In many communities, Trick or Treating occurs right after school, a sweet proposition for kids who can’t wait to don their costumes. But for parents, this safety-conscious trend may strike a sour note.
Many, if not most, working moms and dads simply can’t get home early enough to supervise and otherwise take part in the fun. But that doesn’t mean you can’t establish important ground rules for the nanny, babysitter, or grandparent who will be responsibility for your little ghost or goblin.
7 Halloween Safety Tips for Parents to Share with Caregivers
Talk to your kids about Halloween safety. We’re always filling our kids with information intended to keep them safe, and Halloween should be no exception. Instead of simply saying, “Be safe” call out certain things your kids should look for like lights (see # 5) and explain why these Halloween safety rules are particularly important, especially on a night where faces may be obscured by masks or face paint (a better choice from a safety perspective).
Keep your yard safe. Make sure your own yard is free of any debris or other objects such as broken lawn equipment (or furniture) so that no one trips and consider battery-powered lanterns versus candles, since those can pose a fire hazard. Keep the front door area well lit, too.
Dump the candy. No, we don’t mean toss it in the trash. Just make sure an adult has sifted through and inspected the coveted loot. It’s a great opportunity for kids to actually see what they’ve collected (and give the grown-up a piece or two as well!). Check for anything that seems out of the ordinary, including unpackaged popcorn, fruit, and other unsealed foods.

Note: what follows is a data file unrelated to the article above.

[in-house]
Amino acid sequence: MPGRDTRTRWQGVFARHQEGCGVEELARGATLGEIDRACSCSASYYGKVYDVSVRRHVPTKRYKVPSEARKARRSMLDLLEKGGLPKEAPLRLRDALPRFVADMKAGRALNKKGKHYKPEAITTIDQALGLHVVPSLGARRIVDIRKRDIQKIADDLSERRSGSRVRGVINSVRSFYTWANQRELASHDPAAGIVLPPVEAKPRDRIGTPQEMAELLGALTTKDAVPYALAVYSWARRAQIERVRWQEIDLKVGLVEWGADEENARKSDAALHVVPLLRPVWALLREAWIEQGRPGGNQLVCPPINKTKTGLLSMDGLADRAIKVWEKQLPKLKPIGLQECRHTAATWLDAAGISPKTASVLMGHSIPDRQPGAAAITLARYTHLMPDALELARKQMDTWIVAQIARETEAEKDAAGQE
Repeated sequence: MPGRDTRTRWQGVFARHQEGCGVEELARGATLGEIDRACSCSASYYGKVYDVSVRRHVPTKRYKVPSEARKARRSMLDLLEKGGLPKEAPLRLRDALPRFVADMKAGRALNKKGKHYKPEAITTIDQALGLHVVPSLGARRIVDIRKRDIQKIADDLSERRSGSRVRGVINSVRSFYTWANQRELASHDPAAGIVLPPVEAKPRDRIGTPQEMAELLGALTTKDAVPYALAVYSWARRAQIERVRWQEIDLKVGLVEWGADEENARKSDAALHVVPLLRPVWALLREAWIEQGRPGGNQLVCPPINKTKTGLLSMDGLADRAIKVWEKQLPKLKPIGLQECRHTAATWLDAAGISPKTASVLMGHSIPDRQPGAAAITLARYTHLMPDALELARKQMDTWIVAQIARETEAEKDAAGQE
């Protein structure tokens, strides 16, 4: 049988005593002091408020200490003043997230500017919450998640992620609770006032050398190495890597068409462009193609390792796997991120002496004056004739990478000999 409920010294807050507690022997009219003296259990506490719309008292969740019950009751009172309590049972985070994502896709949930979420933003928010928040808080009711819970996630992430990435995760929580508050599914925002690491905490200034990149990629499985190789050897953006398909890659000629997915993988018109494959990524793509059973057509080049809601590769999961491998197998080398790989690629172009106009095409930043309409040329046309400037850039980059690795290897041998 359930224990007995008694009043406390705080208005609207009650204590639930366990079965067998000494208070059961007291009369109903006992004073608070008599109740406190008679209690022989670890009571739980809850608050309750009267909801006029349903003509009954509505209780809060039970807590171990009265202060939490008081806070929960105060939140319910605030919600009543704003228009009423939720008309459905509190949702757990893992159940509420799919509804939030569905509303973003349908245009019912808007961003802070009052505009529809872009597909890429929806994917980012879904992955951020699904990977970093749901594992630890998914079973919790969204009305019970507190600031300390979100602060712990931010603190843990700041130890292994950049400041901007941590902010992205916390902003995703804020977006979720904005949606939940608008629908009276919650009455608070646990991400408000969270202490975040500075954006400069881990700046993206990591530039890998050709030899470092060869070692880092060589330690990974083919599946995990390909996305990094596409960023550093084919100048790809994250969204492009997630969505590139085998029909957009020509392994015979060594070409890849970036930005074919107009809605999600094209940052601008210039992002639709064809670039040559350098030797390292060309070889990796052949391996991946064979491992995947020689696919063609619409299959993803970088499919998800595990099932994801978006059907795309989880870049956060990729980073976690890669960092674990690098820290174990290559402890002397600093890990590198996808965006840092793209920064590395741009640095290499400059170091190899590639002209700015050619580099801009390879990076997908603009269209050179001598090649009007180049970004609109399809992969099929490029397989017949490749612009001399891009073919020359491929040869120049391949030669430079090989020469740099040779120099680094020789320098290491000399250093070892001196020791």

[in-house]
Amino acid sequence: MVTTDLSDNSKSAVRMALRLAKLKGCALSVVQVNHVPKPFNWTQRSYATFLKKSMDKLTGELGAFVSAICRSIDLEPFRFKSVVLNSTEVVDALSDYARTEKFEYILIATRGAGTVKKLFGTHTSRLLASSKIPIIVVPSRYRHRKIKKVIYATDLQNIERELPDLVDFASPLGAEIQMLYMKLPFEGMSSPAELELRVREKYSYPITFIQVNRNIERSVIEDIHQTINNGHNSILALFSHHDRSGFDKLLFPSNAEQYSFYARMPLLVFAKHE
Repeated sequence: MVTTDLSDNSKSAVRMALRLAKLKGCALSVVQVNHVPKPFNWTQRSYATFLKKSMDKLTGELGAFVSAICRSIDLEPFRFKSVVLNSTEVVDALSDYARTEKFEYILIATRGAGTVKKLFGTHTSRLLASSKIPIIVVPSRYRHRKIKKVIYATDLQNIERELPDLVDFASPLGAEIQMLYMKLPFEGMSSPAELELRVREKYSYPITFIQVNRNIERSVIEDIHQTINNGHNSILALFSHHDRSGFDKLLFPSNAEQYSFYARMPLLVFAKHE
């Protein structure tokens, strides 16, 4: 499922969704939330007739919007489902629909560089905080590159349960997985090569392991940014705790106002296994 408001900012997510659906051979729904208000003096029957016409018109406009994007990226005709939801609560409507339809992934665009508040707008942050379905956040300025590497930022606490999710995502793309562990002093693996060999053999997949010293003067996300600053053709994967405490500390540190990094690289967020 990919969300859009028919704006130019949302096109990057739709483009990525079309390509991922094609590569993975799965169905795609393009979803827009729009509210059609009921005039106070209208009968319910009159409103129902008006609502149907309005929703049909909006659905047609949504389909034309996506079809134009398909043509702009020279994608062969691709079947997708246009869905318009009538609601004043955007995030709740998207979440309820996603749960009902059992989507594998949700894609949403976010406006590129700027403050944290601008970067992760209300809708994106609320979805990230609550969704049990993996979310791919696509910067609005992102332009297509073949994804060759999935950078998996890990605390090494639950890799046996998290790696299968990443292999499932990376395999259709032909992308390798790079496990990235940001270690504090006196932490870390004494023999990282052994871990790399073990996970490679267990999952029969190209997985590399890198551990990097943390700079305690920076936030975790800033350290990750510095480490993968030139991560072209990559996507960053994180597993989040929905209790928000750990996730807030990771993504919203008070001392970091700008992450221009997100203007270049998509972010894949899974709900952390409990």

Walk, don’t run. Whether your children will be traveling along sidewalks or by the side of the road (we recommend sidewalks whenever possible), it’s always advisable for everyone to walk. Even though Trick or Treating begins during daylight, chances are that the festivities will end at dusk or later. Ghosts and goblins are easier to keep track of when they’re walking. And be sure to cross at street corners.
Carry a flashlight. Keep a flashlight handy to illuminate the way and while we’re on the subject, stick only to the houses with lights on outside (and ideally the homes of people you and your kids know).
Watch for cars. In the spirit of the night, kids sometimes forget that not everyone goes Trick or Treating. And unfortunately drivers don’t always remember that IT’S A BIG NIGHT that requires extra care.
Set expectations. Make sure you let everyone know how late the kids can be out and how much candy they can consume before heading to bed for the night. (And make sure all the kids brush their teeth!)